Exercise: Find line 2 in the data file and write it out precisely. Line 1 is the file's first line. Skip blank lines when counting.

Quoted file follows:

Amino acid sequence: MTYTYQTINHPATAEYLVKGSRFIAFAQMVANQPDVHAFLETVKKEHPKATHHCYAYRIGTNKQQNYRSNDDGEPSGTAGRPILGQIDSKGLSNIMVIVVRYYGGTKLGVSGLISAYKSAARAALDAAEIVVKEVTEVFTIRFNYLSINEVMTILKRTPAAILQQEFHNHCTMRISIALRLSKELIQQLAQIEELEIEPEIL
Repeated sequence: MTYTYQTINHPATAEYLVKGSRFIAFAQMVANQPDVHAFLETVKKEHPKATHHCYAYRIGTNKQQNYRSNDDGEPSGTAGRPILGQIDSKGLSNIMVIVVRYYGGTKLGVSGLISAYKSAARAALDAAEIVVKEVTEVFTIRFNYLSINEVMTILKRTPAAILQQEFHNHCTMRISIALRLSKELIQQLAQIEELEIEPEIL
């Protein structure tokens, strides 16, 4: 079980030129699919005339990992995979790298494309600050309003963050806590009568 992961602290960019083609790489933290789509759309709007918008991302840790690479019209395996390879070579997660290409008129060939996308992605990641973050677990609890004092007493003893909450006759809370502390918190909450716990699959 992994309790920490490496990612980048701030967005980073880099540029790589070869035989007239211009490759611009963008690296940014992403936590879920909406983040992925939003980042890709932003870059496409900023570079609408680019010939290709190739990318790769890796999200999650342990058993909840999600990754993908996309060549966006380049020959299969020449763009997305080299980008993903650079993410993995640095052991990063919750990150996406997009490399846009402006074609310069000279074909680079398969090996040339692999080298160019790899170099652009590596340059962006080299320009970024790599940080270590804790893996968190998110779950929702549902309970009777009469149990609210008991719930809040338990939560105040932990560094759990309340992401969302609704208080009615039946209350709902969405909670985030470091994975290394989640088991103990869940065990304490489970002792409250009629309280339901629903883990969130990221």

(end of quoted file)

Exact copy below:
Repeated sequence: MTYTYQTINHPATAEYLVKGSRFIAFAQMVANQPDVHAFLETVKKEHPKATHHCYAYRIGTNKQQNYRSNDDGEPSGTAGRPILGQIDSKGLSNIMVIVVRYYGGTKLGVSGLISAYKSAARAALDAAEIVVKEVTEVFTIRFNYLSINEVMTILKRTPAAILQQEFHNHCTMRISIALRLSKELIQQLAQIEELEIEPEIL